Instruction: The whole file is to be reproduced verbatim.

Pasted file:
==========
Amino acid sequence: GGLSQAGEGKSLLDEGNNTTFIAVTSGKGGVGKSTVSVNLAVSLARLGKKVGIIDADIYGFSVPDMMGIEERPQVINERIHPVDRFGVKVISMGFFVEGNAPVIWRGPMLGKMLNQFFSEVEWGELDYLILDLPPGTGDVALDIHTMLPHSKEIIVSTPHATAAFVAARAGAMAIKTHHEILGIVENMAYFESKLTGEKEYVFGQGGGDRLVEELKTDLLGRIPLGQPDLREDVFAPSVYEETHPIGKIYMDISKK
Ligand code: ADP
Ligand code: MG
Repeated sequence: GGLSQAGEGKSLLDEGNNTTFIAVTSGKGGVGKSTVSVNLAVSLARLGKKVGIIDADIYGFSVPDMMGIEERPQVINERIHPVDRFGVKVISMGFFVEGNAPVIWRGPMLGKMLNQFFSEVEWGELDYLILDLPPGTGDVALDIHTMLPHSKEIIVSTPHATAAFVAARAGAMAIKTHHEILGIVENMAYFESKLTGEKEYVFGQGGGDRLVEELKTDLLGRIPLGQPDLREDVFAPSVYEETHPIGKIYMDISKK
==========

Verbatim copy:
Amino acid sequence: GGLSQAGEGKSLLDEGNNTTFIAVTSGKGGVGKSTVSVNLAVSLARLGKKVGIIDADIYGFSVPDMMGIEERPQVINERIHPVDRFGVKVISMGFFVEGNAPVIWRGPMLGKMLNQFFSEVEWGELDYLILDLPPGTGDVALDIHTMLPHSKEIIVSTPHATAAFVAARAGAMAIKTHHEILGIVENMAYFESKLTGEKEYVFGQGGGDRLVEELKTDLLGRIPLGQPDLREDVFAPSVYEETHPIGKIYMDISKK
Ligand code: ADP
Ligand code: MG
Repeated sequence: GGLSQAGEGKSLLDEGNNTTFIAVTSGKGGVGKSTVSVNLAVSLARLGKKVGIIDADIYGFSVPDMMGIEERPQVINERIHPVDRFGVKVISMGFFVEGNAPVIWRGPMLGKMLNQFFSEVEWGELDYLILDLPPGTGDVALDIHTMLPHSKEIIVSTPHATAAFVAARAGAMAIKTHHEILGIVENMAYFESKLTGEKEYVFGQGGGDRLVEELKTDLLGRIPLGQPDLREDVFAPSVYEETHPIGKIYMDISKK